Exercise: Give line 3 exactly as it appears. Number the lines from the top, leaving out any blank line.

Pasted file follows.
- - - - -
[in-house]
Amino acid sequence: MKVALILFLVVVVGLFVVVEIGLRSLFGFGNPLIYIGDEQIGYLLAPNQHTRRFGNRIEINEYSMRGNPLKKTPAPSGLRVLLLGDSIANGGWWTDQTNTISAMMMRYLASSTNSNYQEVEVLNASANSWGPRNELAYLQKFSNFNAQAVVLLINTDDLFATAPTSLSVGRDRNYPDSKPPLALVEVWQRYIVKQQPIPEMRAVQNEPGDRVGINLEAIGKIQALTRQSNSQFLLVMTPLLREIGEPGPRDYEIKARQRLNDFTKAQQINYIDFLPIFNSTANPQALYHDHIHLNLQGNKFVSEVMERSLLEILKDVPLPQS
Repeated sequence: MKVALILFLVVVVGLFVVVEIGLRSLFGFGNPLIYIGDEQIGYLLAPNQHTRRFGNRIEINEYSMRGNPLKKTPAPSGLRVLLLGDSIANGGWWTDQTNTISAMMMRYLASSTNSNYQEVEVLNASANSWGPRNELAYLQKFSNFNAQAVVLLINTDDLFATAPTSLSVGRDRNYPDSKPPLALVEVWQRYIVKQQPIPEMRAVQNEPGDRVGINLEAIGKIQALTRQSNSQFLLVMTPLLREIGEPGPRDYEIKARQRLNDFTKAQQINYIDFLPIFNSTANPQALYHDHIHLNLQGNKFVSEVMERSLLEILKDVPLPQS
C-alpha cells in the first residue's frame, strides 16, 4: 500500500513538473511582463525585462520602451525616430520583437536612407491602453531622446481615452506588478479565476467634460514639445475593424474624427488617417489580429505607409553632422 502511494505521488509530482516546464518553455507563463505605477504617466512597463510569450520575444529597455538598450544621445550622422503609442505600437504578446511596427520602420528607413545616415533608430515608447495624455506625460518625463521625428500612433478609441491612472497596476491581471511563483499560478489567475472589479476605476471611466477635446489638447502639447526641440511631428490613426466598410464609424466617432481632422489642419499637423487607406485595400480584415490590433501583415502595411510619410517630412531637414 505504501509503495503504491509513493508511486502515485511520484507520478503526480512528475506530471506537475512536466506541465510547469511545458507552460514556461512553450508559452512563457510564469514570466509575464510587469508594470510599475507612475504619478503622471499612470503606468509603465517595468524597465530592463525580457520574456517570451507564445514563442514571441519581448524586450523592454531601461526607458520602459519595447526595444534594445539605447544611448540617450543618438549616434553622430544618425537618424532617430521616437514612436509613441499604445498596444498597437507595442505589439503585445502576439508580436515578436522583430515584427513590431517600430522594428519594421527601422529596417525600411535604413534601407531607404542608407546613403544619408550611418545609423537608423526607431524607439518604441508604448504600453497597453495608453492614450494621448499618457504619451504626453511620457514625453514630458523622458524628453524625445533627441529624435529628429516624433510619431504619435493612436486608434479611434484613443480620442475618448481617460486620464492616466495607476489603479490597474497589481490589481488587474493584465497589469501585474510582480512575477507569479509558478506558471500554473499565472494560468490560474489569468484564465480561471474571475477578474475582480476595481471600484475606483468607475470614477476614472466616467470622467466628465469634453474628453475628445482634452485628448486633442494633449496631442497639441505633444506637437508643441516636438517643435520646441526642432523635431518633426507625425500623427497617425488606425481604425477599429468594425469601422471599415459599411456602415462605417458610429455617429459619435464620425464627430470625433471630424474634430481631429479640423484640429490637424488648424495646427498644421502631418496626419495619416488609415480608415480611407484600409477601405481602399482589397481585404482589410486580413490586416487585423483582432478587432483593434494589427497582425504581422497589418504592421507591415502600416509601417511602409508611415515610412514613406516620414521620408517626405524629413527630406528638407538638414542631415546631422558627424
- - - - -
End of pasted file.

Repeated sequence: MKVALILFLVVVVGLFVVVEIGLRSLFGFGNPLIYIGDEQIGYLLAPNQHTRRFGNRIEINEYSMRGNPLKKTPAPSGLRVLLLGDSIANGGWWTDQTNTISAMMMRYLASSTNSNYQEVEVLNASANSWGPRNELAYLQKFSNFNAQAVVLLINTDDLFATAPTSLSVGRDRNYPDSKPPLALVEVWQRYIVKQQPIPEMRAVQNEPGDRVGINLEAIGKIQALTRQSNSQFLLVMTPLLREIGEPGPRDYEIKARQRLNDFTKAQQINYIDFLPIFNSTANPQALYHDHIHLNLQGNKFVSEVMERSLLEILKDVPLPQS